The Letrasetter, by Julie Myerson

For weeks we've been exhorting you to spend, spend, spend, but now that the presents have (with any luck) been bought and the preparations are complete, it's time to ponder the deeper meaning of Christmas. We asked our favourite writers to rant, reflect or reminisce on a festive theme. As Ronald Hutton explains, the last thing you should feel at this time of year is guilty, so sit down with a mince pie and enjoy
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The Independent Culture

Christmas 1986, and in my job as a publicist at the National Theatre I was working on the early evening Platform Performances (the shows that go on before the main show). For several months I'd been working with a young assistant director who'd written and directed a couple of these. I didn't know him well, but the little I knew, I didn't like. He was extremely annoying a bossy perfectionist whose imperious manner verged on rude. Not only that, but he was critical of my Letrasetting. In those pre-computer days, I had to design and create each A4-sized poster single-handedly at my desk, then run them off on the photocopier. He had the cheek to ask me to redo one of his because the title words weren't quite perfectly straight.

But now it was the holiday season, the evening of 23 December, and I was in the Green Room. The place was packed and everyone was drinking next day the theatre would be closed and, as each show came down, actors and staff were off home to places up and down the country. I don't remember who I was sitting with that evening. All I know is that once whoever I was talking to had gone, I found myself next to the annoying young assistant director and it would have been impolite not to talk to him. I remember the exact corner of the room that we were sitting in the angle of the seats, the distance from the bar. I remember tinsel and lights and perhaps a Christmas tree, and the haze of loud faces and voices all around us. And the way they all seemed to dim and slip away as we talked.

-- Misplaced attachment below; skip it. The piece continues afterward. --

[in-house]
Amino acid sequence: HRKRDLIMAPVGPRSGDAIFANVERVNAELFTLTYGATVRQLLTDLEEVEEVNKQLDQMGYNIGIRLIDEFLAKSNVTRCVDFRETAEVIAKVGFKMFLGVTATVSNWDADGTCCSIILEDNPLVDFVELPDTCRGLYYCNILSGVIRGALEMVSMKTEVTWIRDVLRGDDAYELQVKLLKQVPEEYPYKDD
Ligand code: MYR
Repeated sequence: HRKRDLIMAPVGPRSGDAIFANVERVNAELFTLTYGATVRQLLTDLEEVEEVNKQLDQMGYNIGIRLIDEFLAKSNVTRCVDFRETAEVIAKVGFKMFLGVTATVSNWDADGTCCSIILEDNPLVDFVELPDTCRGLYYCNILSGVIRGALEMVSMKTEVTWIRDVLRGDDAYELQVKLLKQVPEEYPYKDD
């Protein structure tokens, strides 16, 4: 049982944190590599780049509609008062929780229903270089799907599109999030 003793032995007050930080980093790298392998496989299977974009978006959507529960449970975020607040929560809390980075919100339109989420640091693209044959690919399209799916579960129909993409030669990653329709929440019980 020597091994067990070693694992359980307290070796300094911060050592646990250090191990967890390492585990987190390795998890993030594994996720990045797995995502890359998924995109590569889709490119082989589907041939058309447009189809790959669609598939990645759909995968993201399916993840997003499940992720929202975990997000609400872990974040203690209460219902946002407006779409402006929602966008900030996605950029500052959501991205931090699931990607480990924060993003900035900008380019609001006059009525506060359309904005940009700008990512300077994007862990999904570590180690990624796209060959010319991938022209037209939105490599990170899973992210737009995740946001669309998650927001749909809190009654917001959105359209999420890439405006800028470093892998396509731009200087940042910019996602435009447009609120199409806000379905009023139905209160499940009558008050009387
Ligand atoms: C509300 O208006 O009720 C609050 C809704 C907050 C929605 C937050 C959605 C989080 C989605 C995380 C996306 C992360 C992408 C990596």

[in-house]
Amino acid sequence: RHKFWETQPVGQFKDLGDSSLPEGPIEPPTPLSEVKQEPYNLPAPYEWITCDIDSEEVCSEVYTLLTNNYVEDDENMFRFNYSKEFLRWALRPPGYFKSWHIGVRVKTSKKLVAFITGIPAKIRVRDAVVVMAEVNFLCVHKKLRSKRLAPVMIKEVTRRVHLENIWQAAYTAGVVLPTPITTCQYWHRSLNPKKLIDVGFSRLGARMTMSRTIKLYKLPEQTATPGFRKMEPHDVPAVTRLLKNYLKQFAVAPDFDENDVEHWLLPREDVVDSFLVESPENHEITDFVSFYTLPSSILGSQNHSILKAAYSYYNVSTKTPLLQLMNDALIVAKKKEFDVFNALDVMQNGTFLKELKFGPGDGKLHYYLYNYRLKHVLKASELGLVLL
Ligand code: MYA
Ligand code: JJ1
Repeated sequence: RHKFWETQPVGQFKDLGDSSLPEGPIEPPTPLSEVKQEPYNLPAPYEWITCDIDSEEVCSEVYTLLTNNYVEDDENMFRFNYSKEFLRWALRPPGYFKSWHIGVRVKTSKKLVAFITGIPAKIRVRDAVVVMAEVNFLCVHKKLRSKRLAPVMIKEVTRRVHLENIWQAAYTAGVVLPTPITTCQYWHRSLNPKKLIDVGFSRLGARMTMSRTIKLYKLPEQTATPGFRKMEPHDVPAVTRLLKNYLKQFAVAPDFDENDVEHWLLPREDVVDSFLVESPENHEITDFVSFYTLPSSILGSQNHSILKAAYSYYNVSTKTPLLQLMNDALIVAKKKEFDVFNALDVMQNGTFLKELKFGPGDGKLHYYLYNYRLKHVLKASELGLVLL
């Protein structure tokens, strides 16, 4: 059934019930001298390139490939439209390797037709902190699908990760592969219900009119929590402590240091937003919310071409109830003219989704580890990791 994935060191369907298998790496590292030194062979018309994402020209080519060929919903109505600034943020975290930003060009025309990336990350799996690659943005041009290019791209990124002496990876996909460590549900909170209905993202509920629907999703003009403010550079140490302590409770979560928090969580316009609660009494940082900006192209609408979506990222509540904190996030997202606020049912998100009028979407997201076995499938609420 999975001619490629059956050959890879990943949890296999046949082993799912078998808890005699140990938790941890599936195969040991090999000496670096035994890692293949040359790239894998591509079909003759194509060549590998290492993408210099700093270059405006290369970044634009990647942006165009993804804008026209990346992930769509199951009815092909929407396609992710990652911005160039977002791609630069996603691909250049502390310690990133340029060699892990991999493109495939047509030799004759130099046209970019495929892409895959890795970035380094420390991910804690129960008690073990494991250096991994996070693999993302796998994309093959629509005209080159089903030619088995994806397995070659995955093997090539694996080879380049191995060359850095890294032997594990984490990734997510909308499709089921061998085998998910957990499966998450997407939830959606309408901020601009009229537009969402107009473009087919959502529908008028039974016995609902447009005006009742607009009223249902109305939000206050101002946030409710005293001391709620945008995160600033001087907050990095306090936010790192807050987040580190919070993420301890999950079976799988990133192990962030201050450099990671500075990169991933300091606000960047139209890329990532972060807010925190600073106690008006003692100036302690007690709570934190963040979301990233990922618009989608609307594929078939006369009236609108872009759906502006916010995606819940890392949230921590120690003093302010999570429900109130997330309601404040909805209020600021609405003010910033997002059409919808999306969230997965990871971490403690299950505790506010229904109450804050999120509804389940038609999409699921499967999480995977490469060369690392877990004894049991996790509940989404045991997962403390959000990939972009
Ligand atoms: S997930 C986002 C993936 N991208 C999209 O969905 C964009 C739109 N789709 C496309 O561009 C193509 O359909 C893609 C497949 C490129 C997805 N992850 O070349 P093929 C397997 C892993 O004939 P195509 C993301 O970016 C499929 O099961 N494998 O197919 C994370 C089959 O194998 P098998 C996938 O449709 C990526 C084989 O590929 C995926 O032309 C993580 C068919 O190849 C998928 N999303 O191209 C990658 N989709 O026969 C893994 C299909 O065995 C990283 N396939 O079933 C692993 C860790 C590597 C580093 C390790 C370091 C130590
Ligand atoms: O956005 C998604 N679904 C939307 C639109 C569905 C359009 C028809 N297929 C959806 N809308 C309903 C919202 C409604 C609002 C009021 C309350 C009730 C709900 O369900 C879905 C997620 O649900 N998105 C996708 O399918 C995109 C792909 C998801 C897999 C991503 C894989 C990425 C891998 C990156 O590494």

He had paint in his hair and he looked exhausted. He was eating a stale-looking cheese sandwich, gobbling it down much too fast as theatre people do. He told me that he'd been married briefly but it didn't work out. That his father had just died after a long, sad illness. That he'd been trying to decorate his house, painting the walls late at night after the theatre and he didn't think he'd ever get it finished. He told me he had two kittens at home that two cats was better than one if you were out all day, because they kept each other company. I don't know what I told him. All I know is that two hours later we were still there and we knew each other's life stories and I'd changed my mind about him completely.

He asked me if I'd like to go and get something to eat. I told him I'd love to but I couldn't I was having dinner with an actor (an actor we, in fact, both knew) and had to meet him soon, when his musical in the West End came down. He shrugged and said in that case, he'd drive me there.

It was about 10 o'clock, a raw, cold evening little drifty flakes of snow squeezing themselves out of a black sky. We got in his car and he drove me to my date. The actor wasn't my boyfriend. He was just part of the fun I'd been grimly forcing myself to have ever since someone I'd loved a lot had broken my heart. And if this had been a movie, I'd have probably stood the actor up, left him waiting in the cold outside the Duke of York's, and allowed the evening to take me wherever it would. But I didn't. I was a good girl and I stuck to my plan. The young assistant director who now felt like an intimate friend stopped the car and stared at the steering wheel.

"Happy Christmas then," he said.

"Happy Christmas." I kissed him on the cheek. Just before he drove away, he rolled down the window.

"Come round for dinner some time after Christmas!" he shouted.

"OK," I said.

After Christmas, he smiled at me a couple of times in the lift, but said nothing. I waited for an invitation but none came. Finally, catching him lingering at the photocopier outside my office without anything to copy, I reminded him of what he'd promised. "Come tomorrow," he said straightaway.

I don't know what date it was a Friday some time in early January 1987 but I know the snow was thick and deep in Clapham that night. It had started snowing in the afternoon and hadn't stopped. As I walked up that long, lamplit street to the young assistant director's small, half-decorated terraced house, snow squeaking under my boots, I was stupidly imagining there might be other people there at dinner. But I was wrong. I was the only guest. Just him and me and the two kittens. And as he opened the door and I went in, I remember the feeling of walking straight into another life, and in a way, I was. The life I live now.

A few years and three babies later, he gave me a present. It was a framed copy of one of the posters I'd Letrasetted for his shows. It was completely embarrassing. I couldn't believe the crudeness of it. The photocopier had clearly been low on ink that day. And the lettering was just all over the place.

Julie Myerson's novel 'Out of Breath' will be published by Cape in February 2008

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